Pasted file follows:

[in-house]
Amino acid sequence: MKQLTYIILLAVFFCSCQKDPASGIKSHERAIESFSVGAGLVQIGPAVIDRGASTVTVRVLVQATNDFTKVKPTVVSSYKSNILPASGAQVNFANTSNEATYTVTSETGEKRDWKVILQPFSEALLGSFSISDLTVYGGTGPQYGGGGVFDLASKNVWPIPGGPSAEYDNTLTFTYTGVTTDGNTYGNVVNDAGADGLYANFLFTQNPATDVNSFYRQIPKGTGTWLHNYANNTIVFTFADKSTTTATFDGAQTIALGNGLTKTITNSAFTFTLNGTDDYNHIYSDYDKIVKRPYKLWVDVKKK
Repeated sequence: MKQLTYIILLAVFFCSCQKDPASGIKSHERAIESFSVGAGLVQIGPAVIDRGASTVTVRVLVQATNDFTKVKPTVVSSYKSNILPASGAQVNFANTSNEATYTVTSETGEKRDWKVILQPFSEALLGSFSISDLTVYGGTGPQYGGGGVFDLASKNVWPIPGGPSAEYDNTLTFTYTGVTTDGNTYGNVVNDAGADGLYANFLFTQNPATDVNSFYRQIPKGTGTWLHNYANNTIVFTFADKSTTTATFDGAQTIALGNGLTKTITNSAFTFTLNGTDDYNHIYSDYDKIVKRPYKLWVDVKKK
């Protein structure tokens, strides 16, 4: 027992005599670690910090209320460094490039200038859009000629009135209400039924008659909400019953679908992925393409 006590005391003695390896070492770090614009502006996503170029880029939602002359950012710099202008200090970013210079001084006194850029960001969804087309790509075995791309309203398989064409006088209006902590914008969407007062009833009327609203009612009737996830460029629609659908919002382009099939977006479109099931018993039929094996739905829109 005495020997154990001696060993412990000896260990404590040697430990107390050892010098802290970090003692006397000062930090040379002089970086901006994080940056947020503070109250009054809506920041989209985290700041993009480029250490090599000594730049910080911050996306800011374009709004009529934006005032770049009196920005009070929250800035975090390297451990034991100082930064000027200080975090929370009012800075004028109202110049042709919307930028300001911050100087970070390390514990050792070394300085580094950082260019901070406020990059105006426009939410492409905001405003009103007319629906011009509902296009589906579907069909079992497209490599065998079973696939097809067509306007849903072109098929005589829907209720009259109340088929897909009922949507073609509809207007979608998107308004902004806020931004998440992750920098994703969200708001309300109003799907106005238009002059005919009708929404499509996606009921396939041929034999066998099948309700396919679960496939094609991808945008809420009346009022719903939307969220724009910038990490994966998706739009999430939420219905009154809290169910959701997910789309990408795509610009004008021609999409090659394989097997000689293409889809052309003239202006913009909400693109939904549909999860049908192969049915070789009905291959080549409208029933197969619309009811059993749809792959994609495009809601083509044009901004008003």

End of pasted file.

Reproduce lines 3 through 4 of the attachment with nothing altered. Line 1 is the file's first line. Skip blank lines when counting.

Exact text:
Repeated sequence: MKQLTYIILLAVFFCSCQKDPASGIKSHERAIESFSVGAGLVQIGPAVIDRGASTVTVRVLVQATNDFTKVKPTVVSSYKSNILPASGAQVNFANTSNEATYTVTSETGEKRDWKVILQPFSEALLGSFSISDLTVYGGTGPQYGGGGVFDLASKNVWPIPGGPSAEYDNTLTFTYTGVTTDGNTYGNVVNDAGADGLYANFLFTQNPATDVNSFYRQIPKGTGTWLHNYANNTIVFTFADKSTTTATFDGAQTIALGNGLTKTITNSAFTFTLNGTDDYNHIYSDYDKIVKRPYKLWVDVKKK
């Protein structure tokens, strides 16, 4: 027992005599670690910090209320460094490039200038859009000629009135209400039924008659909400019953679908992925393409 006590005391003695390896070492770090614009502006996503170029880029939602002359950012710099202008200090970013210079001084006194850029960001969804087309790509075995791309309203398989064409006088209006902590914008969407007062009833009327609203009612009737996830460029629609659908919002382009099939977006479109099931018993039929094996739905829109 005495020997154990001696060993412990000896260990404590040697430990107390050892010098802290970090003692006397000062930090040379002089970086901006994080940056947020503070109250009054809506920041989209985290700041993009480029250490090599000594730049910080911050996306800011374009709004009529934006005032770049009196920005009070929250800035975090390297451990034991100082930064000027200080975090929370009012800075004028109202110049042709919307930028300001911050100087970070390390514990050792070394300085580094950082260019901070406020990059105006426009939410492409905001405003009103007319629906011009509902296009589906579907069909079992497209490599065998079973696939097809067509306007849903072109098929005589829907209720009259109340088929897909009922949507073609509809207007979608998107308004902004806020931004998440992750920098994703969200708001309300109003799907106005238009002059005919009708929404499509996606009921396939041929034999066998099948309700396919679960496939094609991808945008809420009346009022719903939307969220724009910038990490994966998706739009999430939420219905009154809290169910959701997910789309990408795509610009004008021609999409090659394989097997000689293409889809052309003239202006913009909400693109939904549909999860049908192969049915070789009905291959080549409208029933197969619309009811059993749809792959994609495009809601083509044009901004008003």